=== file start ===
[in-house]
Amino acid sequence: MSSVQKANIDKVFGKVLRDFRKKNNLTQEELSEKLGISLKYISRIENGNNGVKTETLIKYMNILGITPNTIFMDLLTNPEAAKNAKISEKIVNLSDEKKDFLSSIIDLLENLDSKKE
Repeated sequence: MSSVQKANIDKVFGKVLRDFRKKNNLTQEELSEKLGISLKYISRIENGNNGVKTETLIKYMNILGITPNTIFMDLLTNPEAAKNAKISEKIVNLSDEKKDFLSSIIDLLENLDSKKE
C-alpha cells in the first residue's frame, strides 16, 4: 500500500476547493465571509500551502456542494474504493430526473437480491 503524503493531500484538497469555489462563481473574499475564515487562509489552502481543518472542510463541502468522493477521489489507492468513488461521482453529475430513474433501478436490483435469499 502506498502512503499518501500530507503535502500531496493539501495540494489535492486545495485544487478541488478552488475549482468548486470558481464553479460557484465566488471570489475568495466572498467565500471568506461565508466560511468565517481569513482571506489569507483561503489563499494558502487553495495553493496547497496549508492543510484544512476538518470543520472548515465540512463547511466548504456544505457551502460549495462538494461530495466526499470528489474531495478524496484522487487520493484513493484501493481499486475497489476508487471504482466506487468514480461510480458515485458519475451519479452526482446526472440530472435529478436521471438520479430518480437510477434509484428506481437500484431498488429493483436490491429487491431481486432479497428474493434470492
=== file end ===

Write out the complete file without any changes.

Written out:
[in-house]
Amino acid sequence: MSSVQKANIDKVFGKVLRDFRKKNNLTQEELSEKLGISLKYISRIENGNNGVKTETLIKYMNILGITPNTIFMDLLTNPEAAKNAKISEKIVNLSDEKKDFLSSIIDLLENLDSKKE
Repeated sequence: MSSVQKANIDKVFGKVLRDFRKKNNLTQEELSEKLGISLKYISRIENGNNGVKTETLIKYMNILGITPNTIFMDLLTNPEAAKNAKISEKIVNLSDEKKDFLSSIIDLLENLDSKKE
C-alpha cells in the first residue's frame, strides 16, 4: 500500500476547493465571509500551502456542494474504493430526473437480491 503524503493531500484538497469555489462563481473574499475564515487562509489552502481543518472542510463541502468522493477521489489507492468513488461521482453529475430513474433501478436490483435469499 502506498502512503499518501500530507503535502500531496493539501495540494489535492486545495485544487478541488478552488475549482468548486470558481464553479460557484465566488471570489475568495466572498467565500471568506461565508466560511468565517481569513482571506489569507483561503489563499494558502487553495495553493496547497496549508492543510484544512476538518470543520472548515465540512463547511466548504456544505457551502460549495462538494461530495466526499470528489474531495478524496484522487487520493484513493484501493481499486475497489476508487471504482466506487468514480461510480458515485458519475451519479452526482446526472440530472435529478436521471438520479430518480437510477434509484428506481437500484431498488429493483436490491429487491431481486432479497428474493434470492